honor to forward a report of Lieutenant-Colonel Hesseltine upon the present condition of Fort Jackson, that officer being now in command there, Major Grover being in command of this post at present.
The burning of the citadel and the demolition of its of its walls, which are at present in progress, give the fort an appearance of confusion and ruin that does not really exist. I am surprised to notice the small amount of actual damage that the works have sustained by the severe bombardment to which it has been exposed.
The ramparts are encumbered in many places with rubbish which may easily be cleared away, and the parapets are somewhat injured by neglect and abrasion in several places. The scarp-walls have been slightly injured in a few places by shot and shell, but no material damage has been sustained by them. The revetment of the parapets is of brick masonry and requires some repairs, as it has been neglected for a long time and was not originally protected at top from the weather by a water-proof. Five guns only were dismounted during the bombardment, and these may easily be put in position, as the injury is to the carriages only, and that only trifling in amount. In a word, the principal difficulty with the fort is slovenliness, as with Fort Saint Philip, apparently of long standing, and this I am endeavoring to correct as speedily as possible.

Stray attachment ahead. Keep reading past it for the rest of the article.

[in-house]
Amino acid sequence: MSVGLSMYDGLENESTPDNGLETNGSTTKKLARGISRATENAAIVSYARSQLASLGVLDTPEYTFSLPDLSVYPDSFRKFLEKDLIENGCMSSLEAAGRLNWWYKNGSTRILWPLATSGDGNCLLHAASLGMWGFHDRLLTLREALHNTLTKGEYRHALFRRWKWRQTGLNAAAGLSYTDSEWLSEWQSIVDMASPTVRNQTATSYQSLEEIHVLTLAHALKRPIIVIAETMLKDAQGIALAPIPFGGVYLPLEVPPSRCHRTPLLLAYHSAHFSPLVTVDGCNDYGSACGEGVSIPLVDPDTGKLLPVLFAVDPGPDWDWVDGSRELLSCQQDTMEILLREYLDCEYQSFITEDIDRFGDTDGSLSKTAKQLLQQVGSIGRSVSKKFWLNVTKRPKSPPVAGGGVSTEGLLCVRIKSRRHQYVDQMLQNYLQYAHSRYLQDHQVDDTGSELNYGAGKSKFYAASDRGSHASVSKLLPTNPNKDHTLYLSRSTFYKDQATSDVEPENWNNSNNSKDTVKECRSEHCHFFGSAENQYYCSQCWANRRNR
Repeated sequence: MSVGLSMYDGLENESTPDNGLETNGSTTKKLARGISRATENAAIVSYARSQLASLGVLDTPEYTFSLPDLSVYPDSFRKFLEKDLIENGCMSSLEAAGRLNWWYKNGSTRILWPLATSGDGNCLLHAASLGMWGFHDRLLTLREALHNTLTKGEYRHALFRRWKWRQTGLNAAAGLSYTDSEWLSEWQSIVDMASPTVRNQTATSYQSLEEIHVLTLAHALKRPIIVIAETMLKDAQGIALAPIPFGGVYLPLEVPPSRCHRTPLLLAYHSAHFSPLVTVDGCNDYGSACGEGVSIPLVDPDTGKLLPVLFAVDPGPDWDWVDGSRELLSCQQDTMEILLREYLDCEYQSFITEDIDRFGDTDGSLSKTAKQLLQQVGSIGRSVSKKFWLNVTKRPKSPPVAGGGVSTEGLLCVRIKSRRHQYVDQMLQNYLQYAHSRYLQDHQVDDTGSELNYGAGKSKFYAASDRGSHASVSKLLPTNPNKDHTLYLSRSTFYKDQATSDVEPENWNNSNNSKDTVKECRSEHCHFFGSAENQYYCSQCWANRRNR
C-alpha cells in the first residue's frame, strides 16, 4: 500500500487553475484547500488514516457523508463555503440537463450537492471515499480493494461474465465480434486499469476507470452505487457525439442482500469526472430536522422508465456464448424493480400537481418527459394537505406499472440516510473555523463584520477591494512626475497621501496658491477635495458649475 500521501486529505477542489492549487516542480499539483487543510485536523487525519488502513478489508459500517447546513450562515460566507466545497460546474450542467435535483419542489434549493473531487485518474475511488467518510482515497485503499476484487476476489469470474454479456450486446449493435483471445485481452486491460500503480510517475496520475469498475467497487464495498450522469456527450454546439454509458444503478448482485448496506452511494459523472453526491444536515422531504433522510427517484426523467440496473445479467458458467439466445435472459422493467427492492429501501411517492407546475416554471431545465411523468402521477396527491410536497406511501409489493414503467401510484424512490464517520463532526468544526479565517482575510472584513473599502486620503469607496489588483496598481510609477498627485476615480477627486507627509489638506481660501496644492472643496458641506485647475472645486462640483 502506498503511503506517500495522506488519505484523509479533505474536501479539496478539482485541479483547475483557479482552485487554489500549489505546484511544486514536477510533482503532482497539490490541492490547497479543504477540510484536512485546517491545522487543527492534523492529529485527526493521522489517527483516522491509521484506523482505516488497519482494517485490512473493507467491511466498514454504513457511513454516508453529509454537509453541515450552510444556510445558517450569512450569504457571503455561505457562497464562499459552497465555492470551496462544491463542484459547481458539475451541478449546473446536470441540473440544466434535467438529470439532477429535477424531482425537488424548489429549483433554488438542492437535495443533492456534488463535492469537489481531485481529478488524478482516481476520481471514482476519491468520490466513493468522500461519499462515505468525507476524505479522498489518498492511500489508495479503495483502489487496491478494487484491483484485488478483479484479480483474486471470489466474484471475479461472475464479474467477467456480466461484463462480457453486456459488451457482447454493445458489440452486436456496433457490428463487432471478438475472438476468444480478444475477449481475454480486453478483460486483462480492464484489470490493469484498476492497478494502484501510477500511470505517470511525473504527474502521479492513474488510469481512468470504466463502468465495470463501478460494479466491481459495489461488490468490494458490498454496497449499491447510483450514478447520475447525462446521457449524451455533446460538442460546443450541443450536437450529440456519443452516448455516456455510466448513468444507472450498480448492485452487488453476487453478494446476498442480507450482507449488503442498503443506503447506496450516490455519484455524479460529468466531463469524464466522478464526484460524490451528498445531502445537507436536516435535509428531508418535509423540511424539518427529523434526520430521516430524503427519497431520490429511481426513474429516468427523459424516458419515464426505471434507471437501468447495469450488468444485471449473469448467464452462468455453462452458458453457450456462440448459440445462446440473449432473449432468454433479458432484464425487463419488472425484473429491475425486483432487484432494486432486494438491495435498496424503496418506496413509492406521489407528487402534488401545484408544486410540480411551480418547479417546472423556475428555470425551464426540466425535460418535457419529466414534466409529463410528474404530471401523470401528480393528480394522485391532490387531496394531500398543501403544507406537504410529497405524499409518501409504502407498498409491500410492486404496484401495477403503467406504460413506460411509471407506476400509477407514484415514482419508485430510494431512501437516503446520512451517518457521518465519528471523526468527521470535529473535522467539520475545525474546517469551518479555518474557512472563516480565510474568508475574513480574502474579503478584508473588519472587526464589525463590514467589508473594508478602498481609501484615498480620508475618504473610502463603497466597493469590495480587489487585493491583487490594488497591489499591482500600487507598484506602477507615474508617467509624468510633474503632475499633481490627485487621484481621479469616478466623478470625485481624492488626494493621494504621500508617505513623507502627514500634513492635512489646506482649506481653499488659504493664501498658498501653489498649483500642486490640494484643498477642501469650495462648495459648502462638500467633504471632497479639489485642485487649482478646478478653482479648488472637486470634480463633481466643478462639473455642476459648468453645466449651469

I have not yet been able to instruct the men in the manual of the guns, as all our force is required for guard duty.
If any exigency should arise to require it the entire armament of the fort might be put into serviceable condition in two or three weeks. The casemate guns are all in good condition, and may be made ready for use in a few hours. Indeed a full garrison of instructed artillerists could make a very good fight in the fort to-morrow, though the guns should first be overhauled and cleaned and the elevating screws and journals lubricated. Beyond that little is absolutely necessary by way of preparation, except clearing away the rubbish immediately about the guns.
The work now in progress in the fort (the masonry) seems to be going on without much method and under no sufficient direction. I have not yet had time to examine the matter properly, and am not informed as to the amount of of supervision and direction I am expected or desired to exercise in that matter. So far my time has been mainly taken up by incessant attention to sanitary matters, as I found the forts in a shocking condition of neglect and dirt.
Fort Jackson, July 17, 1862.
Acting Assistant Adjutant-General:
In compliance with the order of General Neal Dow I respectfully submit, through you, the following report of the present state of defense of Fort Jackson and what remains to be done:
Casemates Nos. 1 and 4, in the east front curtain, I find seriously damaged by the force of heavy shells breaking through the parapet, No. 4 having been struck four times and badly shattered. Besides this, a bad fissure extends across all the arches, which need to be laid open and keyed up.